Abilities special education preschool’s abrupt closure in Wilton leaves 25 children without services

WILTON – A special education preschool closed abruptly Friday, after the owner was threatened with eviction over unpaid rent from the coronavirus shutdown.

Abilities served 25 special education children between ages three and four. There are only three special education preschools in the county, and the other two are full, with openings unlikely until September.

It’s a desperate situation for one family, who asked not to be identified to preserve their daughter’s medical privacy. She has a rare genetic disorder that is linked to severe developmental delays.

“She showed a lot of regression during the breaks with speech,” her mother said. “What’s going to go on if she doesn’t go to school for the next two to five months? It will cause her delays to be significantly more.”

And it’s not a straight-forward matter to teach her daughter those skills. But the masters-level therapists at Abilities had the training and experience to invent ways to help her learn.

“It’s going to be up to us to figure that out now,” her mother said.

The reasons for the closure were under dispute. The landlord and owner offered conflicting accounts. But the decision left school district officials and the Saratoga County Department of Health scrambling to find a way to get essential services to the children.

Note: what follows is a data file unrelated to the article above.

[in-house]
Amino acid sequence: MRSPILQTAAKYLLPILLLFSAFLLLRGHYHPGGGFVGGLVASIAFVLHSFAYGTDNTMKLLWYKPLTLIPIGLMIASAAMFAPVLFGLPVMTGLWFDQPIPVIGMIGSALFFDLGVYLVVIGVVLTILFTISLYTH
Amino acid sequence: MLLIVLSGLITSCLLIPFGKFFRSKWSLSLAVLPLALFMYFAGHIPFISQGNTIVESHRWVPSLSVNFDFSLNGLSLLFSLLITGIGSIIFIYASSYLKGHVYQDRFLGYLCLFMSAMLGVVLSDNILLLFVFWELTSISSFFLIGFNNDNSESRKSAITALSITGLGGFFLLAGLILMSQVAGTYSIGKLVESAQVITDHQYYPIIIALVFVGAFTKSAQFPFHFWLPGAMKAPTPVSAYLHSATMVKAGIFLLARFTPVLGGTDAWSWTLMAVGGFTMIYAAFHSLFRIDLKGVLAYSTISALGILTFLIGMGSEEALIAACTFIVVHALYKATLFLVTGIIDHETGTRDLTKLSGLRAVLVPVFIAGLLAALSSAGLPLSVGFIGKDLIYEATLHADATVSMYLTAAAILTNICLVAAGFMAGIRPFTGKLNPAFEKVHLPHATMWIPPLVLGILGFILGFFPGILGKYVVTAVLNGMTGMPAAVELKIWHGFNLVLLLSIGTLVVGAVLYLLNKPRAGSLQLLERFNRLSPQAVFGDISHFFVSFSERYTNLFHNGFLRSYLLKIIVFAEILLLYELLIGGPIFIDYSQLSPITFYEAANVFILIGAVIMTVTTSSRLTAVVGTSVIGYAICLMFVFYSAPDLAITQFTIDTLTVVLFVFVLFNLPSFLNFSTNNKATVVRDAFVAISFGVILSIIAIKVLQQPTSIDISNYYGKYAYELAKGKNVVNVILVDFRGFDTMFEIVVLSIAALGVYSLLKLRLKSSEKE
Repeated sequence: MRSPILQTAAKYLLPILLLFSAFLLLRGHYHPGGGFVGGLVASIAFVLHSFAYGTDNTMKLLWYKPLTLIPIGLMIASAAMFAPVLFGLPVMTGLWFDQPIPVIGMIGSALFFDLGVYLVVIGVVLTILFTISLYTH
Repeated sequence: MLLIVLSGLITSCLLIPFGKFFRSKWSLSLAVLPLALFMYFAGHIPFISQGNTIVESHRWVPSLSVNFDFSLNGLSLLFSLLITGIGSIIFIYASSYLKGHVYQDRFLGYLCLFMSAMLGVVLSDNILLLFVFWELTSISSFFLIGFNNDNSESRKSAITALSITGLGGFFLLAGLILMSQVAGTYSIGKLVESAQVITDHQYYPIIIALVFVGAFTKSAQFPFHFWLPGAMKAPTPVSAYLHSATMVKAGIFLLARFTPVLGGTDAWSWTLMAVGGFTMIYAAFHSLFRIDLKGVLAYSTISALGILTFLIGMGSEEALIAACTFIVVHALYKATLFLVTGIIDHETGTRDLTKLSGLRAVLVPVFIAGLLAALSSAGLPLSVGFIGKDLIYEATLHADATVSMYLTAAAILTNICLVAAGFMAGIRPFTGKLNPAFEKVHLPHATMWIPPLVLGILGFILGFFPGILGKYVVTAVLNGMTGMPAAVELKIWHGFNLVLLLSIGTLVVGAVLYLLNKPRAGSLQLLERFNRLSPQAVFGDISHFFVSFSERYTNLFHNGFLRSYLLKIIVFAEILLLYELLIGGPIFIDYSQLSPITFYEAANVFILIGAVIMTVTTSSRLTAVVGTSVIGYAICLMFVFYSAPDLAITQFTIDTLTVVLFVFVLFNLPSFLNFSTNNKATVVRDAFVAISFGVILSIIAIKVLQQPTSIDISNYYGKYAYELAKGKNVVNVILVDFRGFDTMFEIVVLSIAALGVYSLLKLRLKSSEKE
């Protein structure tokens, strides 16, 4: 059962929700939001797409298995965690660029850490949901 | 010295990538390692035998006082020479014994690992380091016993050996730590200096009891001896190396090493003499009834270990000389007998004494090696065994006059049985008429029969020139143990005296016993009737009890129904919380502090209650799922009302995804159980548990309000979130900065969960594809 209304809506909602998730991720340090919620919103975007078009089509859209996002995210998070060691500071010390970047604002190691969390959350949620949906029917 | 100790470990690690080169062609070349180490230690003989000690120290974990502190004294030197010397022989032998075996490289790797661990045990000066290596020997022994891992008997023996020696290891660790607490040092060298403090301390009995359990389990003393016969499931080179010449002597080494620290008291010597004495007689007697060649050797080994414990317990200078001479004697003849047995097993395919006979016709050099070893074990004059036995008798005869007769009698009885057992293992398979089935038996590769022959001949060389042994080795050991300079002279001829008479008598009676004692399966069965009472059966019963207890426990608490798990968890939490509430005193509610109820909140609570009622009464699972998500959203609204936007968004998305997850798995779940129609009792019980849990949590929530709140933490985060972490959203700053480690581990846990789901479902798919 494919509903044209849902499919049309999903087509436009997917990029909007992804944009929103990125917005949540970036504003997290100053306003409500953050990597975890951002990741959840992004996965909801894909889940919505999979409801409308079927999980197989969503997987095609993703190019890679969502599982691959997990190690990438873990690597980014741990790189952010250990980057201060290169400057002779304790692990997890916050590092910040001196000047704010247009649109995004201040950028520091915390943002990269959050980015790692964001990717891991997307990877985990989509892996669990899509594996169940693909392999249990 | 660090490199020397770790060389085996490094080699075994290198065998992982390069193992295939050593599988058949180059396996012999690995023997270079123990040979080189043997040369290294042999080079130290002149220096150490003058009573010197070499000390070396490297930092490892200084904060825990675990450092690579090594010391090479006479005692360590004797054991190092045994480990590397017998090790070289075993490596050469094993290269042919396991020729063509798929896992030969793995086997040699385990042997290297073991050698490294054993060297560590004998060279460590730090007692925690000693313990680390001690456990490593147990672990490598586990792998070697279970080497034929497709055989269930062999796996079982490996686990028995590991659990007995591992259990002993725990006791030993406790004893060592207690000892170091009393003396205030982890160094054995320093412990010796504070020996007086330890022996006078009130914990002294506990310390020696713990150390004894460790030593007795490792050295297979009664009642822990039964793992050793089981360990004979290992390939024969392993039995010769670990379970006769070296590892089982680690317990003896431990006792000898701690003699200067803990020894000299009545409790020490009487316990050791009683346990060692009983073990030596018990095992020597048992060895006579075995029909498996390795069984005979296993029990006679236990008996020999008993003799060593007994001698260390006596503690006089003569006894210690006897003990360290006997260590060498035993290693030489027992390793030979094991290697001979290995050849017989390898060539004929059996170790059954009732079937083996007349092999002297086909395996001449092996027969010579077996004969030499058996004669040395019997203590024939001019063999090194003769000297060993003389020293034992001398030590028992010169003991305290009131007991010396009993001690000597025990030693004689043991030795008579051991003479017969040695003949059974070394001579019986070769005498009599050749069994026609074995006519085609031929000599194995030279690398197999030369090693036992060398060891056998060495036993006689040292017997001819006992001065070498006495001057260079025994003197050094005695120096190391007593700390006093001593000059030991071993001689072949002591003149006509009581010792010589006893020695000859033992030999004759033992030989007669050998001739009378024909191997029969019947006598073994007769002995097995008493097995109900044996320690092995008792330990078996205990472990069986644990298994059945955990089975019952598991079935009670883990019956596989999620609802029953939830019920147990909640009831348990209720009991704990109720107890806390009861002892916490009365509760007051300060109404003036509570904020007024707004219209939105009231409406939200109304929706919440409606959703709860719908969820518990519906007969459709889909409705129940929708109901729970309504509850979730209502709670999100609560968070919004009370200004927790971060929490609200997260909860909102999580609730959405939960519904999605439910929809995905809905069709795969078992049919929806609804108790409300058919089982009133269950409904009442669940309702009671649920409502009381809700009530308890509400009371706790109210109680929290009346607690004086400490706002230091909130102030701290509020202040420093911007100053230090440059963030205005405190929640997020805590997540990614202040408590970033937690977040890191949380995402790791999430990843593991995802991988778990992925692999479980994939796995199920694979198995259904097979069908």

Each child was determined to need an intensive, half-day special education preschool due to developmental delays. At school, they received speech therapy, and many also received occupational and physical therapy, to help with skills like walking up steps or holding a pencil.

Most of the children were also approved to attend the school through the summer because therapists documented that if they missed one week of school, it took them two weeks to get back to the skills they had before the break. Not being in school for 10 weeks could lead to them losing half a school year’s worth of progress. Now they are facing a five-month gap.

As an alternative to preschool, therapists can visit children at their homes, but there’s a long waiting list for that, too. Saratoga County is taking the lead on looking for options.

“They’re doing everything they can to identify solutions,” said Saratoga County spokeswoman Christine Rush. “It’s not an easy task. Meanwhile you have these families and kids who need services.”

Parents are furious with the lack of notice they got of the closure, which was announced via email five days before the special education classrooms closed.

By state law, schools must give 90 days notice, in writing, with a plan for the “safe and orderly transition” of each student to a new facility that can provide the required services. That hasn’t happened.

Owner Valerie Keen said she was disturbed at the demise of the school, which she opened four years ago. Until the pandemic, the school hosted programs for toddlers. But her dream was to have an inclusive preschool, with both special and general education students learning together. She opened the first inclusive classroom in September 2020.

That went well, so she opened a second classroom last September. The classrooms hosted four classes: two in the morning and two in the afternoon.

Then, in October, the landlord served her with an eviction notice for $22,000 in unpaid rent during the shutdown.